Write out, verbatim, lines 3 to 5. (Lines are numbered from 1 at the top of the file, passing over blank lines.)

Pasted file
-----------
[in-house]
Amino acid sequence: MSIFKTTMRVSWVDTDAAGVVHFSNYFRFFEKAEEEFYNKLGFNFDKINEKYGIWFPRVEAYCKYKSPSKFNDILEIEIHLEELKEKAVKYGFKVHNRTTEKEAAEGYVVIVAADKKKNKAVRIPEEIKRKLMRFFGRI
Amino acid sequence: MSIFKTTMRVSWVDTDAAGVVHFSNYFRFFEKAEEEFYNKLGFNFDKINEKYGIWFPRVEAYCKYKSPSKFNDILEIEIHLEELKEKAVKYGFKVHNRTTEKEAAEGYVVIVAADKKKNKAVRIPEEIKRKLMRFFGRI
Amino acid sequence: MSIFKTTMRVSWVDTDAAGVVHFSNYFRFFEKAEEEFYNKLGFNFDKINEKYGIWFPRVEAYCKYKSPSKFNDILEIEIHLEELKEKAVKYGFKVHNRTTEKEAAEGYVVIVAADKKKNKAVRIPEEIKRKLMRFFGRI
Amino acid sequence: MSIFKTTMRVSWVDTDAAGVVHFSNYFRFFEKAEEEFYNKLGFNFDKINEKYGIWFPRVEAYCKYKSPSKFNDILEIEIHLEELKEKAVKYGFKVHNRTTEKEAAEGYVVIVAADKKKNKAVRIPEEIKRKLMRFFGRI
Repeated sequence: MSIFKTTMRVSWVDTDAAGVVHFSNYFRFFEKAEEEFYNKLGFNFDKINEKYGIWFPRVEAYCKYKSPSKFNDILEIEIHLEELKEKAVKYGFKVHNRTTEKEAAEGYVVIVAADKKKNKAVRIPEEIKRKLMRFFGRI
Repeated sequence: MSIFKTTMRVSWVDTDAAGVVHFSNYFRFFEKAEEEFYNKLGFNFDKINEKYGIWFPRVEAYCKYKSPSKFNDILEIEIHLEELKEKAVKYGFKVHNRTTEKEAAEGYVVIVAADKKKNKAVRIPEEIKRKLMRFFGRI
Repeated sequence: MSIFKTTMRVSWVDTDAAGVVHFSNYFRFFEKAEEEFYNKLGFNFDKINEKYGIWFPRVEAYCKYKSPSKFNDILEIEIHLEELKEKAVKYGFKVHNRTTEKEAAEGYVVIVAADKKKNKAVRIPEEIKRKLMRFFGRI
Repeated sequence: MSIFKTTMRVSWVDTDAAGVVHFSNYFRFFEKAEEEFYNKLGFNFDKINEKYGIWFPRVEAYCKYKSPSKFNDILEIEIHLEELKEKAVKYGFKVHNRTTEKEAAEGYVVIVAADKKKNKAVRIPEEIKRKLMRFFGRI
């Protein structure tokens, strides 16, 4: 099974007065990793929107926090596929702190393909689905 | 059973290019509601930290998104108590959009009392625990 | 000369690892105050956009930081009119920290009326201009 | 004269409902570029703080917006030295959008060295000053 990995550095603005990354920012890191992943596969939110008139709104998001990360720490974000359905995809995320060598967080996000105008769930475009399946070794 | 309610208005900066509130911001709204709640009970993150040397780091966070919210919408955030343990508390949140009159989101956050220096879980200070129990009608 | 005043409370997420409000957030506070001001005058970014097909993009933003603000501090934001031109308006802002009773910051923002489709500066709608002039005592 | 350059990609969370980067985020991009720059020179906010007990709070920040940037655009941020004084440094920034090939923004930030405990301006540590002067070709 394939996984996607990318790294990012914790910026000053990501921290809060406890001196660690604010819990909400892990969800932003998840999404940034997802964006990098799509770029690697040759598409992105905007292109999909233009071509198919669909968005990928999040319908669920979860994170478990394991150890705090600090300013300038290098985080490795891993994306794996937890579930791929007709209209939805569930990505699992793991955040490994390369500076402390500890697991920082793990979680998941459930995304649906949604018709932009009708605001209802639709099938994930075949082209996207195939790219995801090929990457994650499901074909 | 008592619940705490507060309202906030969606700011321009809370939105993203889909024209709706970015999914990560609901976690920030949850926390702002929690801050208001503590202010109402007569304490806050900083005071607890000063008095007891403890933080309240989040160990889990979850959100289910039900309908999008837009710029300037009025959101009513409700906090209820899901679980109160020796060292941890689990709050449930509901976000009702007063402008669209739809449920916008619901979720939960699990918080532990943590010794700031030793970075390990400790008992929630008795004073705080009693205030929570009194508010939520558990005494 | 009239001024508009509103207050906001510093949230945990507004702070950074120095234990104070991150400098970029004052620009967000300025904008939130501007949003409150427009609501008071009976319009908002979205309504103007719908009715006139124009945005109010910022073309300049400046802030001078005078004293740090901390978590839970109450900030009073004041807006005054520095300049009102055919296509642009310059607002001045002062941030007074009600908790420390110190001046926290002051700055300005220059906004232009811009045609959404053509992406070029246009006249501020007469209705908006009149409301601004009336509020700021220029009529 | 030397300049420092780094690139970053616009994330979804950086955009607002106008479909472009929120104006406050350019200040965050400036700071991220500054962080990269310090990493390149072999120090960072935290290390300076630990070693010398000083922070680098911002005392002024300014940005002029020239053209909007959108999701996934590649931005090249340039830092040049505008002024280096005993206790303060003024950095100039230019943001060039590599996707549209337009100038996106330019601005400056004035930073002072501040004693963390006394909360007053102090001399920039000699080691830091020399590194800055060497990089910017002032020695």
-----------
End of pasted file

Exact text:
Amino acid sequence: MSIFKTTMRVSWVDTDAAGVVHFSNYFRFFEKAEEEFYNKLGFNFDKINEKYGIWFPRVEAYCKYKSPSKFNDILEIEIHLEELKEKAVKYGFKVHNRTTEKEAAEGYVVIVAADKKKNKAVRIPEEIKRKLMRFFGRI
Amino acid sequence: MSIFKTTMRVSWVDTDAAGVVHFSNYFRFFEKAEEEFYNKLGFNFDKINEKYGIWFPRVEAYCKYKSPSKFNDILEIEIHLEELKEKAVKYGFKVHNRTTEKEAAEGYVVIVAADKKKNKAVRIPEEIKRKLMRFFGRI
Amino acid sequence: MSIFKTTMRVSWVDTDAAGVVHFSNYFRFFEKAEEEFYNKLGFNFDKINEKYGIWFPRVEAYCKYKSPSKFNDILEIEIHLEELKEKAVKYGFKVHNRTTEKEAAEGYVVIVAADKKKNKAVRIPEEIKRKLMRFFGRI